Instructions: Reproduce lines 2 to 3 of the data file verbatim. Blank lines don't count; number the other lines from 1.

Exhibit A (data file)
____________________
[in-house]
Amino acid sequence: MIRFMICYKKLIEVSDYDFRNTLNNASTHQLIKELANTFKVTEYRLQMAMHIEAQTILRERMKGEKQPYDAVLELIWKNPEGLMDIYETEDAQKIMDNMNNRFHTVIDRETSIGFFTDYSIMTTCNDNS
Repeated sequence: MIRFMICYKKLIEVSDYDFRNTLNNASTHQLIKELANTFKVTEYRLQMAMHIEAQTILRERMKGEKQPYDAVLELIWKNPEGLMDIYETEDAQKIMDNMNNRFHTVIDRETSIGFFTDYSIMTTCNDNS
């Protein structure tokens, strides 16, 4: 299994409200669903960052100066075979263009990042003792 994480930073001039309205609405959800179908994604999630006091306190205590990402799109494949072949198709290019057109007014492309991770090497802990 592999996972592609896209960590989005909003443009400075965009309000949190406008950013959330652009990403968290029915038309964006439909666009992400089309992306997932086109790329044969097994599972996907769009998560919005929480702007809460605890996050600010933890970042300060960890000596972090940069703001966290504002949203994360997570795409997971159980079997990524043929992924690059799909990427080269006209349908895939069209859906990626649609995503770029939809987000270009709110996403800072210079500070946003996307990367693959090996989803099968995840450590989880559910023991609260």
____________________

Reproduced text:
Amino acid sequence: MIRFMICYKKLIEVSDYDFRNTLNNASTHQLIKELANTFKVTEYRLQMAMHIEAQTILRERMKGEKQPYDAVLELIWKNPEGLMDIYETEDAQKIMDNMNNRFHTVIDRETSIGFFTDYSIMTTCNDNS
Repeated sequence: MIRFMICYKKLIEVSDYDFRNTLNNASTHQLIKELANTFKVTEYRLQMAMHIEAQTILRERMKGEKQPYDAVLELIWKNPEGLMDIYETEDAQKIMDNMNNRFHTVIDRETSIGFFTDYSIMTTCNDNS